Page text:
Building Confidence for Future Success
It is tempting to think that someone who has done something since 2005 has no need to build confidence.  After all, if our farm is still going in 2018, we must have had some success and surely there is no self-doubt. 
This is where I think humans often err.  We have this tendency to believe that any business, organization or service that has been around for five or more years has been around "forever" and we forget that while they might have more stability than newer groups, they still have struggles.  One struggle that is specific to farms like ours is the realization that there isn't really a magical point in time where it all "gets easy."  If you are doing things right (in my opinion) may parts of farming "get easier," but a good farm is one that is perpetually looking to improve.  And improvement is hard.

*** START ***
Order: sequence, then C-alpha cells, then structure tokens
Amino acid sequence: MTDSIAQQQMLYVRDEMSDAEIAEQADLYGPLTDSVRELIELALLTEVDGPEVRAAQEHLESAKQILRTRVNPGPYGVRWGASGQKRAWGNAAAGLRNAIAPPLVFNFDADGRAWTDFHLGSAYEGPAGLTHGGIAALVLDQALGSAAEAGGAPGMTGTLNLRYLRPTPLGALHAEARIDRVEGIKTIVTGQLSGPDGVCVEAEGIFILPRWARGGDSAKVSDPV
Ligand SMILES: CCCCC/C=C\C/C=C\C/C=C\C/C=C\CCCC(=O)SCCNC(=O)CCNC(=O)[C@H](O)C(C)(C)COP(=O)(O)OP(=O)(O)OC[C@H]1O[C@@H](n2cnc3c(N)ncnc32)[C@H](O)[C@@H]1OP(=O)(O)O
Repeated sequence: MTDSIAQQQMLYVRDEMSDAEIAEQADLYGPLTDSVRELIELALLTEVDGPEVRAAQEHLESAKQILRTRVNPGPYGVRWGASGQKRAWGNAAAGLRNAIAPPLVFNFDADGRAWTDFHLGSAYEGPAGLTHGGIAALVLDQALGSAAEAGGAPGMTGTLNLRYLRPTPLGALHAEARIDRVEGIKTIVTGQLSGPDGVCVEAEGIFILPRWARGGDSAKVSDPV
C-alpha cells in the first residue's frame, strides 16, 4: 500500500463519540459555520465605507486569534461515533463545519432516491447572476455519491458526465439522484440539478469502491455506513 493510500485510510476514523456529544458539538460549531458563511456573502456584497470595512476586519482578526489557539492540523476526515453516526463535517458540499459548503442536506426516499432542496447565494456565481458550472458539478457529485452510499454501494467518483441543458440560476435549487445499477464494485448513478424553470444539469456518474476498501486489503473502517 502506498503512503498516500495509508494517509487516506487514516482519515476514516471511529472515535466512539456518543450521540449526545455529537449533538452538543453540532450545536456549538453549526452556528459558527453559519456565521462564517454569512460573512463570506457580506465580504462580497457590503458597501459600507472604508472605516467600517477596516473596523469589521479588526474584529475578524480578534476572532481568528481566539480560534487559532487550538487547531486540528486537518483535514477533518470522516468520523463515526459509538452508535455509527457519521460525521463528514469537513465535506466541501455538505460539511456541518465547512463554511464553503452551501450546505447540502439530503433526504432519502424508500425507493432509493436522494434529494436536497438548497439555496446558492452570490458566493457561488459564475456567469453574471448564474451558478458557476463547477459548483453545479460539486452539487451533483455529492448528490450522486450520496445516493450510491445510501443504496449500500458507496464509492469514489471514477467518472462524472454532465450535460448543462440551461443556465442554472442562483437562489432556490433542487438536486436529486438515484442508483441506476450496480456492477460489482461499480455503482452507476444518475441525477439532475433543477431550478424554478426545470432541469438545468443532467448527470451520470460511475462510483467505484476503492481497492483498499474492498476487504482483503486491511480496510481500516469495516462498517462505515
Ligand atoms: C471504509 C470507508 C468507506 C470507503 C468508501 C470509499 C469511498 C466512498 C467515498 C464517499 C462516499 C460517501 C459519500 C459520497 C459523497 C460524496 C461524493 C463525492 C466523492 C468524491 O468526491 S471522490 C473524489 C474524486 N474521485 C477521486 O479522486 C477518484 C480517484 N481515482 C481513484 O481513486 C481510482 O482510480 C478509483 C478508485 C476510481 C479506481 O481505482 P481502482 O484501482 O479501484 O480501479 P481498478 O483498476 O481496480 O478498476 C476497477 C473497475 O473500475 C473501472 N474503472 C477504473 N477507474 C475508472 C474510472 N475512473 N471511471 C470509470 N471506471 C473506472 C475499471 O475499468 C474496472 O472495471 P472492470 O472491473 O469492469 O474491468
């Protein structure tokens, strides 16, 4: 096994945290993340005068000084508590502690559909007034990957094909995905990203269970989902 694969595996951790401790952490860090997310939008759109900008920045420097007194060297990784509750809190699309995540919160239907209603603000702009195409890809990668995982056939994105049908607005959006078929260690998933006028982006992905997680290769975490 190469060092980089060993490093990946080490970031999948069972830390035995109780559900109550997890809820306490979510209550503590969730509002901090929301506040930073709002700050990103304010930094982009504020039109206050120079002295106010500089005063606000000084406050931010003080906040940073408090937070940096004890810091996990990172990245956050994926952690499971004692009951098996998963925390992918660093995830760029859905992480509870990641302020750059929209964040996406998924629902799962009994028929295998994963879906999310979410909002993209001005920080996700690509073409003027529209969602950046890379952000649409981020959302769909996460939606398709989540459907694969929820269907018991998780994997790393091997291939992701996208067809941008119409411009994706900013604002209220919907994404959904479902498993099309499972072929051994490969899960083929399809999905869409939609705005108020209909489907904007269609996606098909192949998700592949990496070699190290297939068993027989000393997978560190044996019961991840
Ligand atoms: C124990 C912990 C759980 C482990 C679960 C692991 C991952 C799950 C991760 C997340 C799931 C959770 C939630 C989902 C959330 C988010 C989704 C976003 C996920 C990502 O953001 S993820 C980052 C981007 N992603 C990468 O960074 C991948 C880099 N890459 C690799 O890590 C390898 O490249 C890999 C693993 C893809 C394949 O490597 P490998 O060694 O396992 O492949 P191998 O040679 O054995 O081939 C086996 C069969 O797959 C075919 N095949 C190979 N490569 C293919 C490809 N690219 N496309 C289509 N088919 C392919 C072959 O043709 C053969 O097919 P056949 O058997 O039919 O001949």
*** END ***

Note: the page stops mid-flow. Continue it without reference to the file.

A season like this one, however, is more than just the trials of struggling to improve.  This one was a gut check that shook even the parts of the farm that we felt had 'gotten easier' for us.  That is why we are taking time now to plan for 2019 before the lessons of 2018 have any chance to fade.  It is also why we are looking to prior success to build confidence that we can do again what we have done in the past with one difference.

We intend to do it better.